‘When someone is seeking, said Siddhartha, it happens quite easily that he only sees the thing that he is seeking; that he is unable to find anything, unable to absorb anything, because he has a goal, because he is obsessed with his goal. Seeking means to have a goal; but finding means to be free, to be receptive, to have no goal. You, O Worthy One, are perhaps indeed a seeker, for in striving towards your goal, you do not see many things that are under your nose“.
Because Baudelaire wrote about the dandy, dandyism has been associated with flanerie. And there is no doubt that the writer admired a dandy.
“Dandyism borders on the spiritual and stoical … the last spark of heroism and decadence…a sunset, like the declining daystar, it is glorious, without heat and full of melancholy. But alas, the rising tide of democracy, which invades and levels everything, is daily overwhelming these last representatives of human pride.” Baudelaire’s dandy is the heir of Byron and Beau Brummell rather than Alcibiades and other followers of exaggerated fashion, for he believed that perfection in dress lay in ‘absolute simplicity’. “If people turn to look at you on the street, you are not well dressed’. It was the cut of fine but unostentatious fabric modeled on his uniform as an officer in the 10th Light Dragoons that created the pleasing silhouette that distinguished Brummell as a dandy.
Imagine the dandy, wandering the streets of Paris, He is blasé, or pretends to be, a man of the world ‘who understands the world and the mysterious and legitimate reasons behind all its customs’. He identifies in thought with all he encounters. A beautiful woman smiles at him and he is filled with longing and a sense of what might have been. ‘O toi que j’eusse aimee, O toi qui le savais’! (‘You, whom I might have loved, O you who knew it!’). He sleeps with a cruelly indifferent Jewess, imagining a single tear that might have quenched ‘the icy fuel of her blazing eyes’. Both high life and low life fuel his curiosity and provide material for his poems as they did for the weekly columns of Taki and Jeffrey Bernard in the Spectator, presumably the journal of the flaneur. We are invited into the decadent and erotic milieu of idle monks, drunken rag-pickers, gamblers and prostitutes – free women in Baudelaire’s opinion rather than respectable wives bound to their husbands. The Flowers of Anguish (or Evil or Pain, for mal may translate as any of these) are the host of demons in your brain, which, if liberated by boldness or misfortune, would make you, the hypocritical reader, brother or sister to the decadent cast of characters in the poems and even to Baudelaire himself.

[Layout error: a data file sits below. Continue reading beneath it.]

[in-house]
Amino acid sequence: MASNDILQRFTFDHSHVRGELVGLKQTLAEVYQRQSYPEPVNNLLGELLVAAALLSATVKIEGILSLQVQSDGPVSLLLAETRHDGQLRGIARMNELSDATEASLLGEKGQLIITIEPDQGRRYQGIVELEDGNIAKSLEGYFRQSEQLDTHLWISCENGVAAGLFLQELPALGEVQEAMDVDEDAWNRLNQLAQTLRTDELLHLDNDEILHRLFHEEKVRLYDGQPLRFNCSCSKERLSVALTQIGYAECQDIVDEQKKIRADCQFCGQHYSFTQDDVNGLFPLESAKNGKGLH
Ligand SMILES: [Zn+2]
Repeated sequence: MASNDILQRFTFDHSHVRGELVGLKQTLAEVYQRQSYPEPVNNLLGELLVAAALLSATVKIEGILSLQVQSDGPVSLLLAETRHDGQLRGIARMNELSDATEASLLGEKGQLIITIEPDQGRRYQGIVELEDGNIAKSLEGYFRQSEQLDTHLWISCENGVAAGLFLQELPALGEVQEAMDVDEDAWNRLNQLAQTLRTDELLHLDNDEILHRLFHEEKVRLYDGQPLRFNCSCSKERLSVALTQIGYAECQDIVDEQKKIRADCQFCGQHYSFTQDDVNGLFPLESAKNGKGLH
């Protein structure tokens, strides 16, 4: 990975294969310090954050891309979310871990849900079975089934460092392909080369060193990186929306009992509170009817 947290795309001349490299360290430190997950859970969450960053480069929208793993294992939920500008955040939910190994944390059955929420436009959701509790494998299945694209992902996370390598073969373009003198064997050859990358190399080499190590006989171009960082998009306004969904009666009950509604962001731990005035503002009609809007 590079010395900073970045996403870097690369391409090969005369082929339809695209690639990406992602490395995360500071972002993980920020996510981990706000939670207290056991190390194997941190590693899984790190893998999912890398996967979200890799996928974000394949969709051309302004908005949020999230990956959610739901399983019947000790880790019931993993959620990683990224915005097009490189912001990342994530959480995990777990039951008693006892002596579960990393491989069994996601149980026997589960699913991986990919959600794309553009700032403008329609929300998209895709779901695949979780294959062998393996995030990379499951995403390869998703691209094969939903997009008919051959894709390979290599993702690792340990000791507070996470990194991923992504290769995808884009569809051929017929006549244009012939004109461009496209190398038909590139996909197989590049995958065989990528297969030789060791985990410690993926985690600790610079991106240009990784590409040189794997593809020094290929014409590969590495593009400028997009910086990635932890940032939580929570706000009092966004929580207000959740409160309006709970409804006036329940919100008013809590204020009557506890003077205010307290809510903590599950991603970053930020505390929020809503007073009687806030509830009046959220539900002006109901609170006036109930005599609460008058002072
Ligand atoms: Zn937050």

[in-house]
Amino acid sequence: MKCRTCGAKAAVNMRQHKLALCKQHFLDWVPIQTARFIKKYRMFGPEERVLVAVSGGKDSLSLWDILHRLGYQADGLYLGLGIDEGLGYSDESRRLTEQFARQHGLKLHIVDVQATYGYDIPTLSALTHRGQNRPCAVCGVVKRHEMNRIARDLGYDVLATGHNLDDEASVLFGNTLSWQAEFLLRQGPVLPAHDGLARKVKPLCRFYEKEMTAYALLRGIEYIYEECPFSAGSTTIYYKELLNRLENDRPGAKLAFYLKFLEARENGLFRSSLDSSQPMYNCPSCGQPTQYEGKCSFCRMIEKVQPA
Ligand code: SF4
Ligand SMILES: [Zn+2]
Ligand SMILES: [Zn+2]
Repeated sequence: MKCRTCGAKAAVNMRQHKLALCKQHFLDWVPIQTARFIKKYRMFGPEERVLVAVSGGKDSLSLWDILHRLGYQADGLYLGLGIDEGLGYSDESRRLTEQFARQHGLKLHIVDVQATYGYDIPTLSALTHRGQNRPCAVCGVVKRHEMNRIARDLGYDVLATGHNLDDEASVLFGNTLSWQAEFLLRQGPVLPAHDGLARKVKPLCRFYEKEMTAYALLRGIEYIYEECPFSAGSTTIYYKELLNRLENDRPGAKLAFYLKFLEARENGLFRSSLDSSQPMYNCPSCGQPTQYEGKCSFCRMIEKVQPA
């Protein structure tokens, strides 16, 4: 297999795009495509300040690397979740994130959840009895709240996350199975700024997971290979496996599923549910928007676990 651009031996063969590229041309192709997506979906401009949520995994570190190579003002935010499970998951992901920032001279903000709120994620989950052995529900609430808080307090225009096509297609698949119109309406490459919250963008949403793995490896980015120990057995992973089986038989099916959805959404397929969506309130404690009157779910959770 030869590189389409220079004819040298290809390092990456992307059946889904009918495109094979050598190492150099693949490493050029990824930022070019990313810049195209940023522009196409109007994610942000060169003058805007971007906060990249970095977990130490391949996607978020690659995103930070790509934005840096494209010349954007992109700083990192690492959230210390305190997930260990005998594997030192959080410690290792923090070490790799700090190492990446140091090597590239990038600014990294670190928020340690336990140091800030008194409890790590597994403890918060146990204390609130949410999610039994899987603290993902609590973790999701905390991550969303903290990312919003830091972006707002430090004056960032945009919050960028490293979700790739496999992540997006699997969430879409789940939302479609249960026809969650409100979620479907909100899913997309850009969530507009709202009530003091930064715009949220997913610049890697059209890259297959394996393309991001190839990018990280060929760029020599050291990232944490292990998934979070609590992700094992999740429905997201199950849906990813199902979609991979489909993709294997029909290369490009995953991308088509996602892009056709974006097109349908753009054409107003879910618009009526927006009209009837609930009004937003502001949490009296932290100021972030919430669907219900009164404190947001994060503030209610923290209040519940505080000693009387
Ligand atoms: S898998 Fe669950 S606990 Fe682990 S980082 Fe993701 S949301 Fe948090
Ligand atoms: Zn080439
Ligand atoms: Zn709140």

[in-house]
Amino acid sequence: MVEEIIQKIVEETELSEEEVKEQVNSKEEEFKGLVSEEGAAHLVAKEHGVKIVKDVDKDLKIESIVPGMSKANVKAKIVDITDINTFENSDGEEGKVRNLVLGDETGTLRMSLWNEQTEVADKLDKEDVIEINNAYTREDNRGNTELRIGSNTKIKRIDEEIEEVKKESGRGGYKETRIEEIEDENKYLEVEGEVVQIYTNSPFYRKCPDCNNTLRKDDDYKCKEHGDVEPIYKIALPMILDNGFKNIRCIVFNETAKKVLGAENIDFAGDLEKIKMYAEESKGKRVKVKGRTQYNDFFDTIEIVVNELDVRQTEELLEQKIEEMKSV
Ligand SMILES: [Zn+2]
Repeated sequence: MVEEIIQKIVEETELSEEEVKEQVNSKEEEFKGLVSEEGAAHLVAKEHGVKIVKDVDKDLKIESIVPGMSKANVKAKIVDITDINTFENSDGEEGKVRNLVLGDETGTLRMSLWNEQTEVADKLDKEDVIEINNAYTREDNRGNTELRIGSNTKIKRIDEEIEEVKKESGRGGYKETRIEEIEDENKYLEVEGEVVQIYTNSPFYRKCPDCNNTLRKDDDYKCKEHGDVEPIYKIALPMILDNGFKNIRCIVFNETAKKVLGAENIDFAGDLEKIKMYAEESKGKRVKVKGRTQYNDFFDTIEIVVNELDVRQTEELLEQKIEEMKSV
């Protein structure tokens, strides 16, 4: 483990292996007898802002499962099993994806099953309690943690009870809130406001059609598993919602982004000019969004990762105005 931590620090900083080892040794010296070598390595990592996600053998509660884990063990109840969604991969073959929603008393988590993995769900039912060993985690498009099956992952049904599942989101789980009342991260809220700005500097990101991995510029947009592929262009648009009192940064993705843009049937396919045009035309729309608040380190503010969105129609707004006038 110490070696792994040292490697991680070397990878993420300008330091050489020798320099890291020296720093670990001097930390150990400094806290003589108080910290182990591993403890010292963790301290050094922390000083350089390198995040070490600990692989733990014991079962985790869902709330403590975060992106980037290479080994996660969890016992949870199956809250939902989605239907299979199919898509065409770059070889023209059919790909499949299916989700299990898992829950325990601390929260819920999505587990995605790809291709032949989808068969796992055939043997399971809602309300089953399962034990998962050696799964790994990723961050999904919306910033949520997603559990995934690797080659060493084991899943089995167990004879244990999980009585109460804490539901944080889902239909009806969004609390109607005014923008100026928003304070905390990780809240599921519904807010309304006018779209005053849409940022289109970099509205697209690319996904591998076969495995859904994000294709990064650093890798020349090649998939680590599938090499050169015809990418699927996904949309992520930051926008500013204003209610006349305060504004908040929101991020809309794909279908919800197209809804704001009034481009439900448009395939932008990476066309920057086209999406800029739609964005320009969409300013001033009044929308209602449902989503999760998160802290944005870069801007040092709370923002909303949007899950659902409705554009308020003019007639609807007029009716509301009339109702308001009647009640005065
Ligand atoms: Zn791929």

Poems of Baudelaire, A Translation of Les Fleurs du Mal. Roy Campbell; The Harvill Press, 1952
The Painter of Modern Life, Charles Baudelaire
Selected Writings on art and Literature
Penguin Books 2010